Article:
by Hubert Marleau, Market Economist, Palos Management
December 29, 2023
The Bureau of Economic Analysis (BEA) reported 2 days before Christmas that the PCE price index had decreased 0.1% m/m in November for the first time since 2020, and excluding food and energy, it increased only 0.1%. On a year-over-year basis, these indices rose 2.6% and 3.2% respectively. What is particularly remarkable, is that over the past 6 months, inflation is where the Fed wants it - 2%. Indeed, core PCE inflation, the preferred inflation measure of the Fed, is plummeting, running at an annualised rate of 1.9% and 1.2% over the past 6 and 3 months respectively. Using a more conservative annualised 3-month moving average, the core PCE deflator had grown 2.2%. This, however, is bound to go lower still, because daily real-time indicators from over 30 data sources, encompassing more than 13 million data points, are dropping like flies. The USA Daily Truflation is up 2.56% from a year ago and falling from 6.5%.
This report raises the question as to why the monetary stance needs to be as restrictive as it currently is, which the smart guys that trade the bond market believe. The yield curve inversion is still wide; the policy rate towers over the neutral rate; the money supply is falling; and nominal bond yields, particularly those of short duration, are substantially above inflation. Meanwhile, the market is betting big money that inflation in one year’s time will actually run near 2.0%. Thus, the insurance the Fed insists it needs to ensure that it has killed high inflation expectations is becoming unnecessary.
In the meantime, consumers are adopting a sunnier outlook themselves. A measure of consumer sentiment from the University of Michigan rose no less than 14% to a 5-month high in December, as households brought down their expectations for inflation next year. It has become clearer that the Fed may now be behind the curve, even though the real GDP growth for Q4 is chugging along at the annual rate of 2.3%. There will be a slowdown in economic growth in the first half of 2024, but a pick-up in the second half can be expected because by then the Fed’s monetary stance will have completly changed for the better. Thus the glide to lower interest rates may start sooner than expected, allowing the economy to cruise to a so-called soft landing in which inflation returns to 2% as the swap market predicts, and without a recession as real rates are suggesting. A separate gauge from the Conference Board showed confidence had risen and expectations for a recession over the next 12 months had fallen to their lowest level of 2023.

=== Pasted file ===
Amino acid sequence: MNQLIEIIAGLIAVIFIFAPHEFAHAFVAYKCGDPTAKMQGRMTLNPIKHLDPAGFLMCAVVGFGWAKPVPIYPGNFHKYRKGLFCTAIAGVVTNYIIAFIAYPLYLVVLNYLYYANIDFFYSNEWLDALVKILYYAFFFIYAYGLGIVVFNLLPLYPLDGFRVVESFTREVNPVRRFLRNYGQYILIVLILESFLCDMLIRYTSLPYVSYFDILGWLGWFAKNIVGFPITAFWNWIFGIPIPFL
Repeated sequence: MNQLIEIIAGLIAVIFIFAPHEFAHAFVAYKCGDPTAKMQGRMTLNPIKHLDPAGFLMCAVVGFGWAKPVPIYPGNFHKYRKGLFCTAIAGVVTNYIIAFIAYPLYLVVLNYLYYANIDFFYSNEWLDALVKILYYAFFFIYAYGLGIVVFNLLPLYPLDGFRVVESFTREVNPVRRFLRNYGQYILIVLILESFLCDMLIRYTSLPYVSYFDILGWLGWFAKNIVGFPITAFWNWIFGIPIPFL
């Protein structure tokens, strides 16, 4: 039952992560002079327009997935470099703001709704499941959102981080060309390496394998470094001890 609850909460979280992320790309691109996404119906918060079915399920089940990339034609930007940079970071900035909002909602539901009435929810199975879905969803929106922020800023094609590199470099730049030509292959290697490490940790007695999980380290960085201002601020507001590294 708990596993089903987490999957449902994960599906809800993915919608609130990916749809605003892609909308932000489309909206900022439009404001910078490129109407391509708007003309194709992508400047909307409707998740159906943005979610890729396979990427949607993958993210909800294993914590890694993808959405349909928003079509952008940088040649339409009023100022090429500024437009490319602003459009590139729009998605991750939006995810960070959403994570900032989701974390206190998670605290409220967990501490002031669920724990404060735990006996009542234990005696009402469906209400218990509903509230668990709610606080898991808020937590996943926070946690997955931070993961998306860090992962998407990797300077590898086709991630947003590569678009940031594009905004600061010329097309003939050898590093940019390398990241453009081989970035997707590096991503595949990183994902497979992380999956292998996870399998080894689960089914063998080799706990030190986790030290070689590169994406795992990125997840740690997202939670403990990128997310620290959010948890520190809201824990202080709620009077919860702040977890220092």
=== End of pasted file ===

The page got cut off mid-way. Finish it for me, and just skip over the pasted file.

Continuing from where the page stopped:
P.S. A WSJ story last week showed we’ve broken out to new all-time highs in the number of households that own stocks. The share of households that own stocks has gone from 53% in 2019 to 58% by the end of 2022, reflecting an uptick in the middle and lower income range, creating a whole generation of new investors. Only a third of households owned stocks in some form in 1989. (In the early-1980s it was less than one-fifth.) The American penchant for stocks is distinct: U.S. households held about 39% of their financial assets in equities, considerably higher than any other westernised country including Japan. What is extraordinary is the U.S. has seen its share of the global stock market rise to incredible proportions. The combined market capitalisation of Tesla, Meta, Alphabet, NVIDIA, Amazon.com, Microsoft and Apple is bigger than that of the U.K., China, France and Japan put together. Is this big shift the new normal? Perhaps, if the promising diffusion of AI, robotics and digitalisation brings the productivity that many anticipate. The signs are similar to those which propelled the economy’s potential in the late 1990s to grow with productivity and without inflation thanks to computer and internet technology. Something great appears to be in progress. And guess what? It’s happening in North America.
I wish all my readers a happy, healthy and prosperous new year.
P.S. The next letter is due January 12, 2024.
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